“Bobby Knight likes to say of sportswriters, ‘We all learn to write by the second grade; most of us move on to bigger things.’ Most of us stop throwing chairs and calling ourselves Bobby by the second grade too.”–Steve Rushin, Road Swing
I have floated the idea to our Wineskins editors about doing a segment of our Wineskins site–from now running up to the election–on “Christians and politics.”
I’m not sure how I’m going to do this, but if there seems to be enough interest in some essays from some of you, I will be happy to place a special standing box on the site for interaction from now till the election. Rubel Shelly and Lynn Anderson were adamant that we not produce a “voting guide,” which is certainly not what we’ll set out to do.
Instead, we would provide a forum for discussion on the topic of “Christians and politics” and even delve into the notion of non-participation altogether, as one has commented yesterday. The idea of non-participation in government can go much deeper than a principled decision not to vote, and I’d like to examine the range of views and help one another make a principled decision on how to participate or not to participate.
This Ellen Goodman piece (Boston Globe columnist) is thought-provoking: Maybe Father Does Know Best?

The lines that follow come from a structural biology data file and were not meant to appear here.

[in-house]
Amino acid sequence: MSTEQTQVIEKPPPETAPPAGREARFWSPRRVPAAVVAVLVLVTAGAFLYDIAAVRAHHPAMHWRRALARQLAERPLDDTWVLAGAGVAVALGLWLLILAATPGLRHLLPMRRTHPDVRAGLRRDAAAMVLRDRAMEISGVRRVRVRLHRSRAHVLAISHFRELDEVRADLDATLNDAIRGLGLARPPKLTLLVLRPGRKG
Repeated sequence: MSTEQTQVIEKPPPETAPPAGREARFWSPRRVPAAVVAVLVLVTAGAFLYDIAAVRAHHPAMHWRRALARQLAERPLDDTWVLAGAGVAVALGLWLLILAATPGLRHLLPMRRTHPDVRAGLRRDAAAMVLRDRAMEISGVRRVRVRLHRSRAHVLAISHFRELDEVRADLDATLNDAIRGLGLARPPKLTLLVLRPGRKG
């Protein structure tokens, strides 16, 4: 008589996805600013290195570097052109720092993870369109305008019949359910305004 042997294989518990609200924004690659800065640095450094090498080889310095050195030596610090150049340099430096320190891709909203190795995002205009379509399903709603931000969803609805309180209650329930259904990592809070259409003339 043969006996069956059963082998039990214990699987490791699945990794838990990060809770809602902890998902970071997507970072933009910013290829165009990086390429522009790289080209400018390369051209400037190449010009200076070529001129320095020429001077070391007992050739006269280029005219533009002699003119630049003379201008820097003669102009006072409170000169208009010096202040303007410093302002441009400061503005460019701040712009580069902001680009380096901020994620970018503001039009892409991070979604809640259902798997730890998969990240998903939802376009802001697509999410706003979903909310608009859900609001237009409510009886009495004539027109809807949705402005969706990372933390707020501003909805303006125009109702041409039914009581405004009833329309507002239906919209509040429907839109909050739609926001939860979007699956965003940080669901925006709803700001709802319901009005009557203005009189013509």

If you want to look more deeply into the issue of Romans 13 and cooperation or non-cooperation with government, please learn more about Voice of the Martyrs (VOA), an incredible ministry begun by two men who were imprisoned, one in Cuba and one under the Nazis and Communists for fourteen years. I’ll likely write more on VOA later.
One reason I enjoy Sports Illustrated so much is embodied in the most recent issue that came to my house yesterday: The Sports-tine Chapel! I love it. A four-fold rendition of The Sistine Chapel ceiling done as if Michelangelo were a modern sports fan.
SI takes their work seriously but doesn’t take themselves or sports too seriously. It’s not intended to be profane in the sense that sports is more important than what’s represented in the actual panels of creation but to show the story of sports in a unique way that shows the humanity of sports. That’s what I like about SI: it tells the human story and often speaks of the search for meaning in those who compete in the race or the games.
I received a “voting guide” that claimed the election, the choice between President Bush and Senator Kerry, is a Christian war between good and evil. Among the many reasons I think this is damaging to the Christian church and cause, here is one:
Christians have allowed the Republican party to successfully capitalize on and co-opt the church as a voting block. We are made to believe this is serving our country and God and children’s future well. I’m not sure this is true but I’m certain that these ideas serve the Republican party well.
A friend of mine asked me, “Would you consider voting for John Kerry?”